Provincetown-The Pilgrims First Home

While we all think the Pilgrims first set foot on Plymouth Rock, it was actually here in Provincetown, Cape Cod. Out here at the very eastern tip of Massachusetts, you can experience what the Pilgrims saw: An inhospitable landscape of sand dunes, rocky beaches, and probably Indians.  A few weeks after landing,  they hightailed it a bit further north to much more habitable Plymouth. It was there they built the first settlement.

Today Provincetown is a tourist destination with all the usual bars and restaurants. It’s a jumble of crowded streets, tourist shops, and convenience stores mixed in with historic spots, and a lot of beach – most of which the Cost Guard protects as an environmentally sensitive area.  The dunes are extensive and open to the public during the day.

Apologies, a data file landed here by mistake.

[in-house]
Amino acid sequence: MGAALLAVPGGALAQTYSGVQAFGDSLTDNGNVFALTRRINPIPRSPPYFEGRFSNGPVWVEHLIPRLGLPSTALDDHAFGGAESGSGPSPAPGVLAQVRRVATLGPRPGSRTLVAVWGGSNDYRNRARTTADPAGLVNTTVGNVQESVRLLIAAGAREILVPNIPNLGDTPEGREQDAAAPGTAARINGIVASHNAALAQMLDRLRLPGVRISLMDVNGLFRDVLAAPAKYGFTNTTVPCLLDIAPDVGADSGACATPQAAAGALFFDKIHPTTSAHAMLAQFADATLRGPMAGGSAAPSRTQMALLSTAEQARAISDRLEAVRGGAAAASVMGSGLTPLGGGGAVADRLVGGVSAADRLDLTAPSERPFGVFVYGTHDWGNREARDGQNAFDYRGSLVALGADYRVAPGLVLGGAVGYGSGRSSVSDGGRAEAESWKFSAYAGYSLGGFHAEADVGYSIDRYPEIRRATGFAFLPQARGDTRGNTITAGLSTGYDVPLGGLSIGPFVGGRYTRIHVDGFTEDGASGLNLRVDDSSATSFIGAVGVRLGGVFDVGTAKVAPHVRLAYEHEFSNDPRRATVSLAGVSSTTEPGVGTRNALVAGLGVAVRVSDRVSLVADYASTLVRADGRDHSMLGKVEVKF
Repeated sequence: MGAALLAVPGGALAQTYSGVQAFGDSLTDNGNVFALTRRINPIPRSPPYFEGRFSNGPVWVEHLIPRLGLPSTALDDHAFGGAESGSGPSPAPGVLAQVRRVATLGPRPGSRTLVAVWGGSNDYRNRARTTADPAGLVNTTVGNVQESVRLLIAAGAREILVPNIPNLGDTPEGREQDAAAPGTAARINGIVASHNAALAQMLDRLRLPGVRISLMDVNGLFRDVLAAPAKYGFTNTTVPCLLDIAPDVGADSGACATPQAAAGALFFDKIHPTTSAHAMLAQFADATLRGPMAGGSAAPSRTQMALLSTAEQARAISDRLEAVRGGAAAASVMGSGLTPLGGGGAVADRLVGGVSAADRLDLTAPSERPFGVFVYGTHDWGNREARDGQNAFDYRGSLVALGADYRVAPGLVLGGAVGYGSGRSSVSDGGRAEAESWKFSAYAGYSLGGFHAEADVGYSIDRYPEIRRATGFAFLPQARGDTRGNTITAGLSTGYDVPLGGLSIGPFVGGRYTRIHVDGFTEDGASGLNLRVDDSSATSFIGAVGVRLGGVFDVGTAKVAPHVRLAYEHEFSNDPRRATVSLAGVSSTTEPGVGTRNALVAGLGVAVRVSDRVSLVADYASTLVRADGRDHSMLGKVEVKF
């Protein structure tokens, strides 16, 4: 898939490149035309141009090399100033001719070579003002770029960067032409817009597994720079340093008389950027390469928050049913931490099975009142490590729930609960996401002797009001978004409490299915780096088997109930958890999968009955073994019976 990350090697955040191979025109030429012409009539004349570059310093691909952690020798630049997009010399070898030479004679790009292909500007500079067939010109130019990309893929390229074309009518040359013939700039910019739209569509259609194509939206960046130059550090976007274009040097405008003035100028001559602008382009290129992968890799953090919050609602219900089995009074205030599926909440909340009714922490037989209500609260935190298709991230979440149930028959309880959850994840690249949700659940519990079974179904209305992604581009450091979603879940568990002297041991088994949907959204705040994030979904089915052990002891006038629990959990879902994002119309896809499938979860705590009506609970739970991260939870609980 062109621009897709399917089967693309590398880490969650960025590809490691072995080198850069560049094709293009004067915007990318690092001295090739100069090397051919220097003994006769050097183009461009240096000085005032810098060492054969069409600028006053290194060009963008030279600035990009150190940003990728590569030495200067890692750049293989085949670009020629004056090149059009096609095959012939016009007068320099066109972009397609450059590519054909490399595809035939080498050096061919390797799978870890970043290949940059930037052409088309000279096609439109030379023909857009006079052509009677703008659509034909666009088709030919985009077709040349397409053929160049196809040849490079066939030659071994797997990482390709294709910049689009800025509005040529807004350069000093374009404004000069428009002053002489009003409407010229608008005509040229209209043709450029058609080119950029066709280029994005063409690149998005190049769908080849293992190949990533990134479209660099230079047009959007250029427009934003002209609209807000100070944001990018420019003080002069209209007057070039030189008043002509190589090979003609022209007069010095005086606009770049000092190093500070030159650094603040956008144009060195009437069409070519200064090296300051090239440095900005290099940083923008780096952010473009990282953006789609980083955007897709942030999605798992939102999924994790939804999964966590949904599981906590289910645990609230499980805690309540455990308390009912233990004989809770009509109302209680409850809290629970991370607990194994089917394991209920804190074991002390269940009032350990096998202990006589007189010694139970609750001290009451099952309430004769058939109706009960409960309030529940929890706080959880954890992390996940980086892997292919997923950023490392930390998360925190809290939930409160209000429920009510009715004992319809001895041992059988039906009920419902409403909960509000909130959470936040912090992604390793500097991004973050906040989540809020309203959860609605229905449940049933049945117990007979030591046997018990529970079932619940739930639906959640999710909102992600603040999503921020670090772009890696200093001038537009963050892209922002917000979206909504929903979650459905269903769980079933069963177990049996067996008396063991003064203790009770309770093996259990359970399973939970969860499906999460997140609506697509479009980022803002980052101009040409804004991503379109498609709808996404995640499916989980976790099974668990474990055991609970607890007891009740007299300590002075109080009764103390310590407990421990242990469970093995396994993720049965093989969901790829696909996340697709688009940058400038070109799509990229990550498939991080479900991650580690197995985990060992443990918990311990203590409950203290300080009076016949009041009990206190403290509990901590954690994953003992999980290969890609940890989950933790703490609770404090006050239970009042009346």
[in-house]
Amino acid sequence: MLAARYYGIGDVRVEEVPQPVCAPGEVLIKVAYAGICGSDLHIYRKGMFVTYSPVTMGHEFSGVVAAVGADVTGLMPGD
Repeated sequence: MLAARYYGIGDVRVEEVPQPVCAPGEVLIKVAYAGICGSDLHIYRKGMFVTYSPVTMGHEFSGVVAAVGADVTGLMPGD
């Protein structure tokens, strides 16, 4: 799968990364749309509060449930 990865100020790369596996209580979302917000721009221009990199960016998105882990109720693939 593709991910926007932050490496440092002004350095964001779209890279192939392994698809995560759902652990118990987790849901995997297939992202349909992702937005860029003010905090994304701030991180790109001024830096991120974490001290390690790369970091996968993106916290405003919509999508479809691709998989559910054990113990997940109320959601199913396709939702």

It’s not a place I would choose to spend a lot of time in, but it is interesting for a day or two.

What the Income Tax Ended: The Breakers in Newport

The Breakers
The Breakers

This is the Breakers, the summer cottage of Cornelius Vanderbilt. It was designed by Richard Morris Hunt and built in 1895 in Italian Renaissance style.  This mansion required 200 servants to manage the parties and social events that regularly took place.  

But when it was built, the end was already in sight. By 1906, Teddy Roosevelt was endorsing an estate tax and by the advent of World War I both the income and inheritance tax were fully in place.  And so began the end of Newport’s many mansion like The Breakers.  As inheritances dwindled and income taxes rose,  it was not possible to keep up several lavish homes that were occupied only 2-3 months each year.  

The Gilded Age came to a final end in the 1930′s with the Depression and by the 1940s many of these homes had been torn down, abandoned or turned over to non-profit agencies to maintain as historical monuments to what unchecked wealth creates.

Today one wonders at how any one family accumulated the wealth needed to build, run and keep up such lavishness. But, today instead of building physical monuments that at least employed people, we just invest and keep on accumulating to what end?